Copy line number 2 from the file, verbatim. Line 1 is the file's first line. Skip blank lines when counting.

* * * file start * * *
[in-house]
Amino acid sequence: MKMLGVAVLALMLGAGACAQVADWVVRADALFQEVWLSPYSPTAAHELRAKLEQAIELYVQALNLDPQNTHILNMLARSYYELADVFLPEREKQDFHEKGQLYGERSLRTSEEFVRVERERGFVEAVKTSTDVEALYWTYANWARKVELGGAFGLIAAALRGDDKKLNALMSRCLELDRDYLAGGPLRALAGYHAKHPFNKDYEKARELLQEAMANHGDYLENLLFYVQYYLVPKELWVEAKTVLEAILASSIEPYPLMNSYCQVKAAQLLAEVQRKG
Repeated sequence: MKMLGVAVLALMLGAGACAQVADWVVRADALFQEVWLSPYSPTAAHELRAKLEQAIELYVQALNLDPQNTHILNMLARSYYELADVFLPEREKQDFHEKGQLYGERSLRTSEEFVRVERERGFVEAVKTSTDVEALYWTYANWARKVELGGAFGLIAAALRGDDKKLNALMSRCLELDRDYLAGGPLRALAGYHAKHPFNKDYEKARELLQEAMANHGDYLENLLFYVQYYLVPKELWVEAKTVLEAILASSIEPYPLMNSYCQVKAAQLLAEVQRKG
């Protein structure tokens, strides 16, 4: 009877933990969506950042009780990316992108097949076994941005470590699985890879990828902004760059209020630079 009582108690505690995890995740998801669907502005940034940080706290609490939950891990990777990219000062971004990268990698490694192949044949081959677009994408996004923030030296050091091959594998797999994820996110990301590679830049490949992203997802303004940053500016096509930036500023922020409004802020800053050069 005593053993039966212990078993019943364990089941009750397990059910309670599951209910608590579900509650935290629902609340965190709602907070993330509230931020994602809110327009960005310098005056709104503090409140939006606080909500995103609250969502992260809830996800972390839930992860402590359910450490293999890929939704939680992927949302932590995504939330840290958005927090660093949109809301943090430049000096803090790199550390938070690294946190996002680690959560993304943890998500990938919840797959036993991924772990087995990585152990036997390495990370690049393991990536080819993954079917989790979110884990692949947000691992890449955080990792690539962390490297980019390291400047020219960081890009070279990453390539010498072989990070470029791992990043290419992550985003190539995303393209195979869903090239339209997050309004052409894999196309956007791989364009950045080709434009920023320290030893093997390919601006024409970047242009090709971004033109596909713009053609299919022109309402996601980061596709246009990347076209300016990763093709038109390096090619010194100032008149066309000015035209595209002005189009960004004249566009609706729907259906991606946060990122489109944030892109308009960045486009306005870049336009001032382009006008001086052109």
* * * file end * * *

Amino acid sequence: MKMLGVAVLALMLGAGACAQVADWVVRADALFQEVWLSPYSPTAAHELRAKLEQAIELYVQALNLDPQNTHILNMLARSYYELADVFLPEREKQDFHEKGQLYGERSLRTSEEFVRVERERGFVEAVKTSTDVEALYWTYANWARKVELGGAFGLIAAALRGDDKKLNALMSRCLELDRDYLAGGPLRALAGYHAKHPFNKDYEKARELLQEAMANHGDYLENLLFYVQYYLVPKELWVEAKTVLEAILASSIEPYPLMNSYCQVKAAQLLAEVQRKG